Basic Ohm's law math

My arduino starter kit came with 20 560ohm resistors. Everytime I hook an LED up to 5V power I'm supposed to use a 560ohm resistor otherwise I might over power the LED and burn it out.

Check with my multimeter I see 5.04v before the resistor and, 1.98v after the resistor. The resistor is dropping the voltage as it should. My question is the math, how does one calculate what resistor to use for a given situation. What if I want 3v out instead of 2v?

Ohm's law saws that the resistance is V * I = R. V in this case would be 3v, but how do I know what I is?

V = I * R where V is the voltage drop across the resistor.

"Output voltage" is dependant upon current and resistance. A resistor does not provide a fixed voltage but provides a voltage drop based upon resistance value and current flow.

In the example you give where you start with 5 volts in and 3 volts out the value of voltage drop V = 2 so we have 2 = I * R or R = 2 / I

You therefore have the ability to manipulate R to produce a desired value of I. If you continue to use the 560ohm resistor then I = 2 / 560 or 3.57 mA

However if you want a particular current then you need to manipulate R to give the required resistance where R = 2 / I

Say you want I to equal 9 mA then R = 2 / .009 = 220 ohms Note that the calculation gives 222.22 but in the real world you can round that to 220 (a normally available value)

jack

You also need to know that LEDs haven't read the Ohms Law book... they "act weird".

More details at...

http://www.arunet.co.uk/tkboyd/ele1led.htm

The voltage drop is the amount I want to reduce my standard 5v to? If I had 5v coming off my digital pin and I wanted to drop that to 1.5v the equation would look like:

3.5 = 5mA * R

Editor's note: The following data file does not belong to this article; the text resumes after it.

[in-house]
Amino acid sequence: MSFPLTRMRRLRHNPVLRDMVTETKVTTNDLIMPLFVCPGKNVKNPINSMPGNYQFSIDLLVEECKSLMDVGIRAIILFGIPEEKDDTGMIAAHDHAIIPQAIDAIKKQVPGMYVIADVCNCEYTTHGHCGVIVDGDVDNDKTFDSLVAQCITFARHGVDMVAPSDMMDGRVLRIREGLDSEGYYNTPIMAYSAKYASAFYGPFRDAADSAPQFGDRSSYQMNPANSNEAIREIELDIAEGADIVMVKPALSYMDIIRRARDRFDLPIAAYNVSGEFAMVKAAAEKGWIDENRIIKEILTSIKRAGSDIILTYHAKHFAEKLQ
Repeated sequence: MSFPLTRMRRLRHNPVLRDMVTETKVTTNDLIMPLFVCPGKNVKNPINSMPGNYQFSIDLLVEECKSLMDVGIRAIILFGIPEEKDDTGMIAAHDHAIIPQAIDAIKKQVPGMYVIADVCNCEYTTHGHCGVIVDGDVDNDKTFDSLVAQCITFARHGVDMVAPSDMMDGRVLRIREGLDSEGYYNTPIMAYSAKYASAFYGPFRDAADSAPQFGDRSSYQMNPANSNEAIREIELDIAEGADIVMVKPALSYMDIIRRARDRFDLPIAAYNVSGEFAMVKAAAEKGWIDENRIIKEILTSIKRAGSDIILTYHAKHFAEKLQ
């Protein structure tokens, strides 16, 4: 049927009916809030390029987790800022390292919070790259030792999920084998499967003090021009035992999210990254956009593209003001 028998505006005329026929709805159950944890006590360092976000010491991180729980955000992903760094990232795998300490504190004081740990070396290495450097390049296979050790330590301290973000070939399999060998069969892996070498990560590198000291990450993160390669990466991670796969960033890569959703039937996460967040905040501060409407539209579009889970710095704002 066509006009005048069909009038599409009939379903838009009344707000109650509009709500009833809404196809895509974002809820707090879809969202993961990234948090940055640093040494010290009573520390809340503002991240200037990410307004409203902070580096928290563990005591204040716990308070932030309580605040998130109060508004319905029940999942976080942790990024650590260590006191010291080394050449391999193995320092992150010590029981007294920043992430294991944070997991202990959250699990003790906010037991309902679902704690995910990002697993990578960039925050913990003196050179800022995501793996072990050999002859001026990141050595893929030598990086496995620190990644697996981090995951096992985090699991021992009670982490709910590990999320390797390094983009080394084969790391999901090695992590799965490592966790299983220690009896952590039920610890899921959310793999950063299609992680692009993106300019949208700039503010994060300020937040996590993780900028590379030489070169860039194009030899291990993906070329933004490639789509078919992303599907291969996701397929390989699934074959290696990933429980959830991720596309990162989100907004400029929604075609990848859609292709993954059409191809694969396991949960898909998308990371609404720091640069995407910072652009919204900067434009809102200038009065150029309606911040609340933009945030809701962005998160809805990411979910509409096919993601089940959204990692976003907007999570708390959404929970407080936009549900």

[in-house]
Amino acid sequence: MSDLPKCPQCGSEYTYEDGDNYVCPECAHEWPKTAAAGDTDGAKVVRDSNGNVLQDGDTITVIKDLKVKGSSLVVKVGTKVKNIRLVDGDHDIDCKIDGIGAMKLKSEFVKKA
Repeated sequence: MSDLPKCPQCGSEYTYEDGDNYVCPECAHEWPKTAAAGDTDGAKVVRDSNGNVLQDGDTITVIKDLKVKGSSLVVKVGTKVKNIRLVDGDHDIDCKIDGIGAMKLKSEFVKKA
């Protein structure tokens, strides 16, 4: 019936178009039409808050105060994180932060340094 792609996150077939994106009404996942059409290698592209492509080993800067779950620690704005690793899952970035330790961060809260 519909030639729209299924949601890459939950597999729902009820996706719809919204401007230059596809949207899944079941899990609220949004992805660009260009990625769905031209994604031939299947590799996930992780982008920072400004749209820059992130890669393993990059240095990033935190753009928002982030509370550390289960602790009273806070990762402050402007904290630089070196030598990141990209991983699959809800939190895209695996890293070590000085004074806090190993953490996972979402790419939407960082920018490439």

so R would be 700ohms?

Yes if you want 5mA to flow and the nearest preferred value would be 690 ohms jack

The point is you need to know what current you want to flow through the LED as a start point. Then you need to look up on the LED's data sheet what the forward voltage drop will be with that current flowing. Then subtract this value from the supply voltage. That leaves you with the amount of voltage you need to drop across the resistor. So you know the voltage across the resistor, you know the current through it (same a s the LED) then ohms law will give you the resistor value.

http://www.thebox.myzen.co.uk/Tutorial/LEDs.html

Here is one of my OLD videos: http://www.youtube.com/watch?v=ictCxrkVdqs

@Jeremy1998: I strongly recommend you get a handle on upper and lower-case. 20MA through a LED is going to leave your workbench in a bit of a mess.

@Groove: I ment to do the all caps "OLD", emphasizing on how old it is.

You also need to know that LEDs haven't read the Ohms Law book... they "act weird".

Most devices other than resistors haven't read that book either. That's because Ohm's law applies to linear devices that exhibit a characteristic called 'resistance', and those devices are called 'resistors'. Ohm's law does not apply to non-linear devices such as light bulbs, diodes, microprocessors, etc.

Don

I ment to do the all caps "OLD", emphasizing on how old it is.

@Jeremy1998: I hope that sentence means something to you.

"mA" is the correct way of writing the unit "milli-amperes". "MA" is the correct way of writing the unit "mega-amperes", which is one thousand million times bigger than a milliampere.

Now, you're not very likely to encounter mega-amperes (unless you're interested in astrophysics), but you may well encounter mega-ohms and milli-ohms, so it's best to get the shorthand sorted out, before you hurt yourself.

OH! I had no clue! I will try t remember that... No promise though...